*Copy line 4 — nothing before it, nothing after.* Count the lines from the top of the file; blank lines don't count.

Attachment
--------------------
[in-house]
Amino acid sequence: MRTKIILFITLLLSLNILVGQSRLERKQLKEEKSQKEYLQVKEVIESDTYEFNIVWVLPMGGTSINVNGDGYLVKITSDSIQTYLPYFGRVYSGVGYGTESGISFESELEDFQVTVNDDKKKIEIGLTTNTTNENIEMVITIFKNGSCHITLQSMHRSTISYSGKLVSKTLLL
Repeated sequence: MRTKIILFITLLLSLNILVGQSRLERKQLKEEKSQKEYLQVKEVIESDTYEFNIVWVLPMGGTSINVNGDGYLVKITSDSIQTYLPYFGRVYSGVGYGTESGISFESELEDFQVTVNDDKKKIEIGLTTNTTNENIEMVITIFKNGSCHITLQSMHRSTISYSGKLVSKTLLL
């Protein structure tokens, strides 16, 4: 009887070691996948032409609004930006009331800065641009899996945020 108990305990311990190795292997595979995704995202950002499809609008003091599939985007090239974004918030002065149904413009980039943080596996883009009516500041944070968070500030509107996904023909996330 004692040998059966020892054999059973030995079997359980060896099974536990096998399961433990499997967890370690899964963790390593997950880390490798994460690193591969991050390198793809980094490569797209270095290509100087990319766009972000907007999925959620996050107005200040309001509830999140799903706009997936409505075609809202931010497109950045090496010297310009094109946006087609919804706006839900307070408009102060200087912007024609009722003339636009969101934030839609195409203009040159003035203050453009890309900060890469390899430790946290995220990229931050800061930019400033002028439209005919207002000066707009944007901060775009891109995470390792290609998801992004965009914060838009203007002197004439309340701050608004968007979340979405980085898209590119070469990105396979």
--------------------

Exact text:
């Protein structure tokens, strides 16, 4: 009887070691996948032409609004930006009331800065641009899996945020 108990305990311990190795292997595979995704995202950002499809609008003091599939985007090239974004918030002065149904413009980039943080596996883009009516500041944070968070500030509107996904023909996330 004692040998059966020892054999059973030995079997359980060896099974536990096998399961433990499997967890370690899964963790390593997950880390490798994460690193591969991050390198793809980094490569797209270095290509100087990319766009972000907007999925959620996050107005200040309001509830999140799903706009997936409505075609809202931010497109950045090496010297310009094109946006087609919804706006839900307070408009102060200087912007024609009722003339636009969101934030839609195409203009040159003035203050453009890309900060890469390899430790946290995220990229931050800061930019400033002028439209005919207002000066707009944007901060775009891109995470390792290609998801992004965009914060838009203007002197004439309340701050608004968007979340979405980085898209590119070469990105396979």